c. 2006 Religion News Service (UNDATED) In this era of Eminem and Britney Spears, of sexy sitcoms and sexier commercials, of high-speed Internet and instant gratification, a life of celibacy devoted to God can be a hard sell to a teenager. So as the nation’s Roman Catholic leaders gathered recently and watched a video called “Fishers of Men,” designed to draw young men to the priesthood, they had good reason to worry about the future of their chosen way of life. Church leaders have long have been aware of the statistics. There are now about 43,000 Catholic priests in America, down from more than 58,000 in 1965.
c. 2006 Religion News Service (UNDATED) The new leader of the 16 million-member Southern Baptist Convention toured New Orleans’ vast flood zone this week and, astonished at what he saw, promised to point more volunteers toward the region where tens of thousands of Baptist church members have toiled since the second day after Hurricane Katrina. In a neighborhood off Elysian Fields Avenue on Monday (July 17), the Rev. Frank Page chatted with nearly two dozen sweat-soaked Missouri teens gutting a house along with a few adult chaperones. Later he visited more than 200 volunteers helping build 40 homes in the Baptist Crossroads Project, a New Orleans effort co-sponsored by local Southern Baptists and Habitat for Humanity. Flanking those visits were tours of Lakeview and the Lower 9th Ward, two New Orleans neighborhoods hit hard by Hurricane Katrina.
c. 2006 Religion News Service (UNDATED) On July 12, Hezbollah, a terrorist group as defined by the United States and other Western democracies, defied a U.N. Security Council resolution by crossing the internationally recognized border between Lebanon and Israel where it captured two Israeli soldiers and killed others. That reckless but carefully planned attack compelled Israel to vigorously respond in self-defense. As usually happens in such circumstances, there was an immediate stream of haughty pronouncements from some political and religious leaders who, in the smugness of their own physical security, chastised Israel and warned the Jewish state about “overreacting” and its failure to exercise “proportionality.” When directed at Israel, these two terms are code words for obsequious appeasement of terrorists. Sometimes the supercilious phrases are accompanied by a not-so-subtle whiff of anti-Semitism.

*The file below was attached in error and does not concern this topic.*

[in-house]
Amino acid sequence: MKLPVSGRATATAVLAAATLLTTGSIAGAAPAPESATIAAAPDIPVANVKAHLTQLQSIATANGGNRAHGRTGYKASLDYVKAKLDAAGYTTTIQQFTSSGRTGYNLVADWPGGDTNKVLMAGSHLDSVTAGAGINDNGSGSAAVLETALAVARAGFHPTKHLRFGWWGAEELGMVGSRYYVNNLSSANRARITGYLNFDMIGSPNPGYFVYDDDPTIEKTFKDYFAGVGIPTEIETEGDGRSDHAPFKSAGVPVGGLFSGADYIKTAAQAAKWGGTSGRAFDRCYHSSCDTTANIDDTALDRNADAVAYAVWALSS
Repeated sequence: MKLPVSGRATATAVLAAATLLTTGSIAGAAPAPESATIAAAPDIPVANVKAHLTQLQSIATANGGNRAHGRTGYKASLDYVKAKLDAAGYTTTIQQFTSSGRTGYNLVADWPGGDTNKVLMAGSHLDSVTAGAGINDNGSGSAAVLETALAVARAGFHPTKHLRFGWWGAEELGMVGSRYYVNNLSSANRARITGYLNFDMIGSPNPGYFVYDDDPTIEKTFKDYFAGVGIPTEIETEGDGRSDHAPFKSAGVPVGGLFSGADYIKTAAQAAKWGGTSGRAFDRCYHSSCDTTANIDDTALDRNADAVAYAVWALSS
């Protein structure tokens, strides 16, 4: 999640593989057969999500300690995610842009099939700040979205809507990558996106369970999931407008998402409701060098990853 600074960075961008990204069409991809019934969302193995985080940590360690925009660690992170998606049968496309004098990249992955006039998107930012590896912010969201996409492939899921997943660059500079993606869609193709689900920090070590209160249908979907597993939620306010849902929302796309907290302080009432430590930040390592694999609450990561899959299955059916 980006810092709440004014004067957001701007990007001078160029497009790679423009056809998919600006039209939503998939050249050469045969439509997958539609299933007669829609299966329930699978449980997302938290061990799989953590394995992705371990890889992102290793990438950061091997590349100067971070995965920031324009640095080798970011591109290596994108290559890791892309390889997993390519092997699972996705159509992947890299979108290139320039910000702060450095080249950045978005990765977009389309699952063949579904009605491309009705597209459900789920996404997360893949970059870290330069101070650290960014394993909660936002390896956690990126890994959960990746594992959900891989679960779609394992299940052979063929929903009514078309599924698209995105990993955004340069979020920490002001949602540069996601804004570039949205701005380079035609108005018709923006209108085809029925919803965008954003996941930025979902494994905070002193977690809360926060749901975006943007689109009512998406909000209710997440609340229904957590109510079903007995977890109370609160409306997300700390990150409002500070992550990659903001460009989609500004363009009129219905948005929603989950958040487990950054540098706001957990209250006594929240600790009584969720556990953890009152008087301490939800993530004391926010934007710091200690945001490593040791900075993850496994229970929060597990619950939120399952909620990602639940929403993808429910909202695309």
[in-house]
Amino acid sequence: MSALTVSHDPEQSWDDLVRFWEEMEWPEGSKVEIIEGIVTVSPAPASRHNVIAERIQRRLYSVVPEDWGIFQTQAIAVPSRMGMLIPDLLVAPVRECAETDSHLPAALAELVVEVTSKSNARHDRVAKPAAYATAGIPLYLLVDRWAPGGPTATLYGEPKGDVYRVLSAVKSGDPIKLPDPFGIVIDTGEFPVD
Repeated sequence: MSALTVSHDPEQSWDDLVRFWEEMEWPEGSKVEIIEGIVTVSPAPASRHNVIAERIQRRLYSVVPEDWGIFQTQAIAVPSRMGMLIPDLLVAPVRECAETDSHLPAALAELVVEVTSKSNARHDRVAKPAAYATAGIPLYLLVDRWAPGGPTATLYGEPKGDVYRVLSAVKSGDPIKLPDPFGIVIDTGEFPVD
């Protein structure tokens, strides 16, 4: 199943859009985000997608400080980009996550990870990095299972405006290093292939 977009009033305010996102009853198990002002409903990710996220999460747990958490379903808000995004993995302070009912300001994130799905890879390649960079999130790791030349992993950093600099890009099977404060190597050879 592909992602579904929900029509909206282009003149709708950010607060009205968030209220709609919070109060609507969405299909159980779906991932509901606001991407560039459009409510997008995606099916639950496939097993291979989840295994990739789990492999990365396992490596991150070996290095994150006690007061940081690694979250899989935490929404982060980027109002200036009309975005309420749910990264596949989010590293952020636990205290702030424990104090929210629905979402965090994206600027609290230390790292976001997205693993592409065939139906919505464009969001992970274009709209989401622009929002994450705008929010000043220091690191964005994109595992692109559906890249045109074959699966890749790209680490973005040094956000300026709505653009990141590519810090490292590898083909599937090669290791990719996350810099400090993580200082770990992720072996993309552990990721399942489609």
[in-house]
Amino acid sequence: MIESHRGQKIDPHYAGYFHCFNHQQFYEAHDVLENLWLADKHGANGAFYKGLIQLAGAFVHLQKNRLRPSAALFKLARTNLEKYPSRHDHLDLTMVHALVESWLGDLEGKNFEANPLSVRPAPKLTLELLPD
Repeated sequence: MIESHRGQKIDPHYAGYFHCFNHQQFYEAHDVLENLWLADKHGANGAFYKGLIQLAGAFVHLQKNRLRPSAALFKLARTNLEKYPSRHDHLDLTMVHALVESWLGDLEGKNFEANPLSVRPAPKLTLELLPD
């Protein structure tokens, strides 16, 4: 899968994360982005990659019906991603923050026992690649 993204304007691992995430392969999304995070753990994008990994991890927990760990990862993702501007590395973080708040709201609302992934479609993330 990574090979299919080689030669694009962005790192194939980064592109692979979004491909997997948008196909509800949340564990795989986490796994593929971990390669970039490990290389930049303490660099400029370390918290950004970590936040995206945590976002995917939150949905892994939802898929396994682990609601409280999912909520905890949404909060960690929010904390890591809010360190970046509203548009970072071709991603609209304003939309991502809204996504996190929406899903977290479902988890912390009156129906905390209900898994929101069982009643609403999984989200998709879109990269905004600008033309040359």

Jeff Diamant writes in Thursday’s RNS report about American Jews who are keeping their plans to move to Israel despite the increased violence in the Middle East since last week: Ideally, they said, they would have picked another week for the biggest move of their lives. Still, 220 Jews with one-way tickets to Israel boarded an El Al plane Wednesday (July 19), and those interviewed said the past eight days of hostilities between Lebanon and Israel never made them doubt their years-old decision to move to the Jewish nation. “Am I nervous? I don’t know if nervous is the word. Maybe cautious,” Ken Sheff of Passaic, N.J., said an hour before the 3:15 p.m. flight from New York’s Kennedy International Airport.
House Marriage Amendment Falls Short A vote in the House of Representatives failed to pass the Federal Marriage Amendment, which would have constitutionally defined marriage as a heterosexual union, as Peter Sachs reports in this week’s full-text RNS article, linked above. The Senate had previously rejected the measure. Interesting quote: A co-sponsor of the amendment, Rep. Lincoln Davis, D-Tenn., called for expansion of the amendment to “go after the other major threats to the institution” by blocking people who divorce, commit adultery or are convicted of child abuse from running for public office. But Davis’ spokesman, Tom Hayden, said the remark was “more tongue-in-cheek than anything else.”